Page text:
“During my lectures I like to move through the lecture theatre, talk to students and ask them questions. I have to be able to get up close to my audience and hold their attention. I’m all about interacting with students. When we had to switch to online teaching, I suffered some sleepless nights initially. I thought: ‘How am I going to do that? I’m definitely not cut out for that.’ But in my end-of-term course evaluations – in which, among other things, I ask my students how they felt about my classes – I generally receive high marks for my online classes. So it would appear that I am in fact able to do them.
“In order to keep things interactive, I use nearly all the tools at my disposal, such as mentimeter and breakout rooms. A while ago I created an image of myself to explain how to measure the distance between the eyes. I use those tools not so much to change the content of my classes but rather to retain my students’ attention, keep things interactive and make classes fun.”
“The hat competition was an idea I suddenly came up with. I wanted to tie students to my lectures with something weird and original. It made perfect sense to do something with hats, because I always wear hats in winter. So for thirteen weeks, I put on a hat or cap for no more than one minute during each lecture, at completely random moments. I told my students that the first person to report at the end of the term which hats I’d worn during the term would win a prize: a chance to pick a hat of their own choosing in a hat shop.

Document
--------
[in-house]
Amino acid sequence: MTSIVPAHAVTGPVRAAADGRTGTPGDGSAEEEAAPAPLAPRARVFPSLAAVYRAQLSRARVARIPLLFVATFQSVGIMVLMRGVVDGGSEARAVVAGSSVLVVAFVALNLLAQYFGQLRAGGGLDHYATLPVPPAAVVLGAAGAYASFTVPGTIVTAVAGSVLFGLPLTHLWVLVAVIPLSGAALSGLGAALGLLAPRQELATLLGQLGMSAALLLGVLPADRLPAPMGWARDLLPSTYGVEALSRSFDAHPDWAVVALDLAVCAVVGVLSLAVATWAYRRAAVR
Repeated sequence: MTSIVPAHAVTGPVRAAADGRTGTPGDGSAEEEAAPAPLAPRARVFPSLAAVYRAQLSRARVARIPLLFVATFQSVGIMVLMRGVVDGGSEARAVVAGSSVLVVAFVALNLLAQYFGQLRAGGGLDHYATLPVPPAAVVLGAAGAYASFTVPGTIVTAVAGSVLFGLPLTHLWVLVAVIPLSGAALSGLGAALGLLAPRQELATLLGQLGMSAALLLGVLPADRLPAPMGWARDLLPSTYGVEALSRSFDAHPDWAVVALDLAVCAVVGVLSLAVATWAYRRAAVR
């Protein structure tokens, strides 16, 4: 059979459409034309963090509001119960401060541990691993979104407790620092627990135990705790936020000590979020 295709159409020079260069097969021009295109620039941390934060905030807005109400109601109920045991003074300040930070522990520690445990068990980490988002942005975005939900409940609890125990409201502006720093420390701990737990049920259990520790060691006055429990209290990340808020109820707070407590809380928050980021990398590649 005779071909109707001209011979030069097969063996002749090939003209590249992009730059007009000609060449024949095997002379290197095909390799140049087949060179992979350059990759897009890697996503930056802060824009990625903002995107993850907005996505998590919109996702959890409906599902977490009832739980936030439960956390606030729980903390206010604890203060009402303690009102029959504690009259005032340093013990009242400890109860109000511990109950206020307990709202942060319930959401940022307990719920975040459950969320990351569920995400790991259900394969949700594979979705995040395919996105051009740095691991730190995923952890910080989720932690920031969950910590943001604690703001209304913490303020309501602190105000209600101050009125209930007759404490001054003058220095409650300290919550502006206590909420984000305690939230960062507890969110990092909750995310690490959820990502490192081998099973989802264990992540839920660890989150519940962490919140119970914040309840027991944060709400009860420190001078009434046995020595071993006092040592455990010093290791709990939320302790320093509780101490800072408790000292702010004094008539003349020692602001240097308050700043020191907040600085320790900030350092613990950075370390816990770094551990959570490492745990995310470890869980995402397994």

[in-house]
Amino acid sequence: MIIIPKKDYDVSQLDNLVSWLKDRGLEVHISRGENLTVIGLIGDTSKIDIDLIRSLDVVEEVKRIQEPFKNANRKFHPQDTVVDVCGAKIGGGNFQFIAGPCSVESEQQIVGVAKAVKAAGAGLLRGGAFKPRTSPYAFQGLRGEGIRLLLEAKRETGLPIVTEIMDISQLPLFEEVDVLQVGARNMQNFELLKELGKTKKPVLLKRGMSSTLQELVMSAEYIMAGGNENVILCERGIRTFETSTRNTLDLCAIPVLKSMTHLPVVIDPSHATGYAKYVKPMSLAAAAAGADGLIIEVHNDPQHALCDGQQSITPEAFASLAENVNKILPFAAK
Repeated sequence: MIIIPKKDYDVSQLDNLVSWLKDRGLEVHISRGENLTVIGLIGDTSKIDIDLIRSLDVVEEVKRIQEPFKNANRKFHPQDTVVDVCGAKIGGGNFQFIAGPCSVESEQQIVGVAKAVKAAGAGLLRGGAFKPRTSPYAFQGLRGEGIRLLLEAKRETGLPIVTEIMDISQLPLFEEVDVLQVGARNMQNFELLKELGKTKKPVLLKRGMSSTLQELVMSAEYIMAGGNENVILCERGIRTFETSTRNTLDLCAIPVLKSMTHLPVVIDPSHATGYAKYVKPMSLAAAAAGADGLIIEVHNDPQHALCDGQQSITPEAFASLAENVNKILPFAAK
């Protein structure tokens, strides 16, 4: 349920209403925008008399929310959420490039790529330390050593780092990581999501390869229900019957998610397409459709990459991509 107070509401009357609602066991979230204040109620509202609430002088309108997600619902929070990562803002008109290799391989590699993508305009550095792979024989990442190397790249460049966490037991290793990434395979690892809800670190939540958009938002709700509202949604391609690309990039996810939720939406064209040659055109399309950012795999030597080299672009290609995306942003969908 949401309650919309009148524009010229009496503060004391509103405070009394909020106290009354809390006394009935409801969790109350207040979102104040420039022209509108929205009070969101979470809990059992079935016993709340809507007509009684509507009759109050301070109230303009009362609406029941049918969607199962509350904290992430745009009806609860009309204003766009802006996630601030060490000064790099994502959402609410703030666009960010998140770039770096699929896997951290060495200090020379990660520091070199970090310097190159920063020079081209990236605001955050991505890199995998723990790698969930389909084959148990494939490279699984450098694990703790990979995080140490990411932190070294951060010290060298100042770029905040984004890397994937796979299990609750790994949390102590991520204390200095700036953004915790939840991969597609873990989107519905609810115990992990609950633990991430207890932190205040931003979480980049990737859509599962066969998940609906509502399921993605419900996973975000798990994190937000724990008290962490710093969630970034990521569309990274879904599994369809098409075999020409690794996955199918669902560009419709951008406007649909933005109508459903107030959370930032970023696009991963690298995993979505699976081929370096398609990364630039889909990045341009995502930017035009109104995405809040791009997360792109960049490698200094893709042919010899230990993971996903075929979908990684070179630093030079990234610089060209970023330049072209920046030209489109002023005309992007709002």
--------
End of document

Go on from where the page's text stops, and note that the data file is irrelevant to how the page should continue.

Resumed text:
“The moment I put on my hat during the final lecture, several students sent me a list or series of screenshots of all my hats. Some students would watch the recorded version of the lecture if they’d missed the live-streamed lecture. Perhaps they did it for the sake of the competition, but in doing so, they learned about the subject, as well.”
Take it easy
“I’m not doing too badly in the current situation, but obviously, I can’t conclude from that that young people are doing fine, as well. I can tell that medical students are lonely, although the students in medical internships do have a lot of contact with other people. Bachelor’s students are a different story, though. So if I had to give them a message, it would be this: look each other up online. Make the effort to video-call your friends and family more often.
“I also understand that students are worried about falling behind in their studies. But even so, I’d like to say to them: don’t worry. You might be encountering a setback at present, but don’t be afraid it will badly affect your career. I myself didn’t become a medical specialist until I was 43, even though very quick people manage to do that by age 29. What’s a one-year delay in the grander scheme of things? Believe me: life will give you plenty of time. You don’t have to be done tomorrow.”